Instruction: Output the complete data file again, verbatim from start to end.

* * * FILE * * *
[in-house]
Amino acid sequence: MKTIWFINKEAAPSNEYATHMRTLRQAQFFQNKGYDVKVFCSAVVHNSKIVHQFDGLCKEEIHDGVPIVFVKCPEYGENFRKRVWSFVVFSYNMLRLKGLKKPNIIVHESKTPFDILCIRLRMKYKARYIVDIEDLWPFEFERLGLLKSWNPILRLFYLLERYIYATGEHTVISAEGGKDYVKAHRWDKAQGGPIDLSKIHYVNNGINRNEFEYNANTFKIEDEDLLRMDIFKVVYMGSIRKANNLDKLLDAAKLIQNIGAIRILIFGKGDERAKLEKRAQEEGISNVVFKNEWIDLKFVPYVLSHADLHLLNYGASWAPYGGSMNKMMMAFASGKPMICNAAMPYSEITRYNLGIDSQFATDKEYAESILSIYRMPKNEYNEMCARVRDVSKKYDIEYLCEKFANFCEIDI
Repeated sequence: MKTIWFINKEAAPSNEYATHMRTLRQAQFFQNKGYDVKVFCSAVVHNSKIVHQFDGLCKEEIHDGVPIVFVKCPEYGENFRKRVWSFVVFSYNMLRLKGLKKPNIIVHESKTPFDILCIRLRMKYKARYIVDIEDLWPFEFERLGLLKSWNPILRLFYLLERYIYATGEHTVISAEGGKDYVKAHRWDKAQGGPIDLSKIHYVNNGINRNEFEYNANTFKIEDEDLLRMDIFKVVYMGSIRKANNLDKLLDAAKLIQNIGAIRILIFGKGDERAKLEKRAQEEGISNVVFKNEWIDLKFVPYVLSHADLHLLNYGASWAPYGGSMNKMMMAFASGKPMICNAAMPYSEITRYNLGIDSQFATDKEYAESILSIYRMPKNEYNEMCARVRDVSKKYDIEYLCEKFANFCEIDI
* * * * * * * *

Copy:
[in-house]
Amino acid sequence: MKTIWFINKEAAPSNEYATHMRTLRQAQFFQNKGYDVKVFCSAVVHNSKIVHQFDGLCKEEIHDGVPIVFVKCPEYGENFRKRVWSFVVFSYNMLRLKGLKKPNIIVHESKTPFDILCIRLRMKYKARYIVDIEDLWPFEFERLGLLKSWNPILRLFYLLERYIYATGEHTVISAEGGKDYVKAHRWDKAQGGPIDLSKIHYVNNGINRNEFEYNANTFKIEDEDLLRMDIFKVVYMGSIRKANNLDKLLDAAKLIQNIGAIRILIFGKGDERAKLEKRAQEEGISNVVFKNEWIDLKFVPYVLSHADLHLLNYGASWAPYGGSMNKMMMAFASGKPMICNAAMPYSEITRYNLGIDSQFATDKEYAESILSIYRMPKNEYNEMCARVRDVSKKYDIEYLCEKFANFCEIDI
Repeated sequence: MKTIWFINKEAAPSNEYATHMRTLRQAQFFQNKGYDVKVFCSAVVHNSKIVHQFDGLCKEEIHDGVPIVFVKCPEYGENFRKRVWSFVVFSYNMLRLKGLKKPNIIVHESKTPFDILCIRLRMKYKARYIVDIEDLWPFEFERLGLLKSWNPILRLFYLLERYIYATGEHTVISAEGGKDYVKAHRWDKAQGGPIDLSKIHYVNNGINRNEFEYNANTFKIEDEDLLRMDIFKVVYMGSIRKANNLDKLLDAAKLIQNIGAIRILIFGKGDERAKLEKRAQEEGISNVVFKNEWIDLKFVPYVLSHADLHLLNYGASWAPYGGSMNKMMMAFASGKPMICNAAMPYSEITRYNLGIDSQFATDKEYAESILSIYRMPKNEYNEMCARVRDVSKKYDIEYLCEKFANFCEIDI